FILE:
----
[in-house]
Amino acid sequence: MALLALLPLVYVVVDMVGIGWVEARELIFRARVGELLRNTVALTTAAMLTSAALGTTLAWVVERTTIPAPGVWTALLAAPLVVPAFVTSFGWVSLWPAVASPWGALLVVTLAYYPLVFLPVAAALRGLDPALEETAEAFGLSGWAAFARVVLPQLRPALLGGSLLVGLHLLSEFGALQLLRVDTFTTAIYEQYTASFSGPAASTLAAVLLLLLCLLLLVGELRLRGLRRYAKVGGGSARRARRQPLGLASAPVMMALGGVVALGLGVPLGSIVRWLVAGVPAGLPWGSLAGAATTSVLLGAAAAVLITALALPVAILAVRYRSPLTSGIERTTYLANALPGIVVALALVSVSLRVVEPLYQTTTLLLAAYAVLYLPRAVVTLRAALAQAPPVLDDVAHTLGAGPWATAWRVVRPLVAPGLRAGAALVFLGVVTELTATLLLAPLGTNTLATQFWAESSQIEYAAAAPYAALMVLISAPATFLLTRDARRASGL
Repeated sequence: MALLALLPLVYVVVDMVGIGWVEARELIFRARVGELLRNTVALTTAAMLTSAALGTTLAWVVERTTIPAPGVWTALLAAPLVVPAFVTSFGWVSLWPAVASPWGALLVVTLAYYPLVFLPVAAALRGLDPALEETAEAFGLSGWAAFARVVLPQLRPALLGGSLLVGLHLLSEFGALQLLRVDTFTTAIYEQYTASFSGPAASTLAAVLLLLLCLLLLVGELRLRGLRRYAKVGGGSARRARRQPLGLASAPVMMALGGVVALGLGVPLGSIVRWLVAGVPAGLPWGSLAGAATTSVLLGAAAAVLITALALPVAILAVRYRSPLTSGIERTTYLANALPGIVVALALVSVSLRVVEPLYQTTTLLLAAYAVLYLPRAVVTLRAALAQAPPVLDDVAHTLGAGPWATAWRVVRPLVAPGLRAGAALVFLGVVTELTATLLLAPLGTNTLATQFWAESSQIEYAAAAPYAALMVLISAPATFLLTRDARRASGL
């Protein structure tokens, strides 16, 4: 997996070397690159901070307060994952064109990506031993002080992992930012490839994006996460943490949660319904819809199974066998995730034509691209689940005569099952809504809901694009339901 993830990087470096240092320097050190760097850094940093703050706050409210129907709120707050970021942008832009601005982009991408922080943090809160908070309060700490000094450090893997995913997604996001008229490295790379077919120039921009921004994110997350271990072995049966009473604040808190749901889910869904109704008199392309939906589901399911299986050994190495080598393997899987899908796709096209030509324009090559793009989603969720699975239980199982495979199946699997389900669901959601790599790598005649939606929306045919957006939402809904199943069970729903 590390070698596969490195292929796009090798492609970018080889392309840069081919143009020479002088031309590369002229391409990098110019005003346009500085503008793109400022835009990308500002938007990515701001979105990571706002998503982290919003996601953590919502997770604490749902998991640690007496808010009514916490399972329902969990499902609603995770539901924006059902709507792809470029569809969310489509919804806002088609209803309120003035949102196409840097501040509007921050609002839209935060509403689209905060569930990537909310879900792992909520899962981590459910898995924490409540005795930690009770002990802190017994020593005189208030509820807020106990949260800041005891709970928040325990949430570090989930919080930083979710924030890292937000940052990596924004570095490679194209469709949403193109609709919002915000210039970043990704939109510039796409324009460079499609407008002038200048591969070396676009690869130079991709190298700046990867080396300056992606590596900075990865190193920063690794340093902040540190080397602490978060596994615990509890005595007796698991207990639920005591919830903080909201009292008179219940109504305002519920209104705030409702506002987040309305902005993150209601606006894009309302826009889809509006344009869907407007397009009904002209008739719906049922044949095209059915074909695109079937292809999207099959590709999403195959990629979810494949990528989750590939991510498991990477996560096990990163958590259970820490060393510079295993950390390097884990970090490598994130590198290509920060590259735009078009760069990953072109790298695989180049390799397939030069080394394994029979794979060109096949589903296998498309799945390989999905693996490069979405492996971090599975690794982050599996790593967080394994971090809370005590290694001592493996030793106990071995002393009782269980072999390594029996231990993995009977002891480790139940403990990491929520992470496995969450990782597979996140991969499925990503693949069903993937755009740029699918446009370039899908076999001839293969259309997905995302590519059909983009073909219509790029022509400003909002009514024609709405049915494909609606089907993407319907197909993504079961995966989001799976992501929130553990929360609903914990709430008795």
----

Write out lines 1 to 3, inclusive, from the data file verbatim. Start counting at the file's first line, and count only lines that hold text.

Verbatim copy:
[in-house]
Amino acid sequence: MALLALLPLVYVVVDMVGIGWVEARELIFRARVGELLRNTVALTTAAMLTSAALGTTLAWVVERTTIPAPGVWTALLAAPLVVPAFVTSFGWVSLWPAVASPWGALLVVTLAYYPLVFLPVAAALRGLDPALEETAEAFGLSGWAAFARVVLPQLRPALLGGSLLVGLHLLSEFGALQLLRVDTFTTAIYEQYTASFSGPAASTLAAVLLLLLCLLLLVGELRLRGLRRYAKVGGGSARRARRQPLGLASAPVMMALGGVVALGLGVPLGSIVRWLVAGVPAGLPWGSLAGAATTSVLLGAAAAVLITALALPVAILAVRYRSPLTSGIERTTYLANALPGIVVALALVSVSLRVVEPLYQTTTLLLAAYAVLYLPRAVVTLRAALAQAPPVLDDVAHTLGAGPWATAWRVVRPLVAPGLRAGAALVFLGVVTELTATLLLAPLGTNTLATQFWAESSQIEYAAAAPYAALMVLISAPATFLLTRDARRASGL
Repeated sequence: MALLALLPLVYVVVDMVGIGWVEARELIFRARVGELLRNTVALTTAAMLTSAALGTTLAWVVERTTIPAPGVWTALLAAPLVVPAFVTSFGWVSLWPAVASPWGALLVVTLAYYPLVFLPVAAALRGLDPALEETAEAFGLSGWAAFARVVLPQLRPALLGGSLLVGLHLLSEFGALQLLRVDTFTTAIYEQYTASFSGPAASTLAAVLLLLLCLLLLVGELRLRGLRRYAKVGGGSARRARRQPLGLASAPVMMALGGVVALGLGVPLGSIVRWLVAGVPAGLPWGSLAGAATTSVLLGAAAAVLITALALPVAILAVRYRSPLTSGIERTTYLANALPGIVVALALVSVSLRVVEPLYQTTTLLLAAYAVLYLPRAVVTLRAALAQAPPVLDDVAHTLGAGPWATAWRVVRPLVAPGLRAGAALVFLGVVTELTATLLLAPLGTNTLATQFWAESSQIEYAAAAPYAALMVLISAPATFLLTRDARRASGL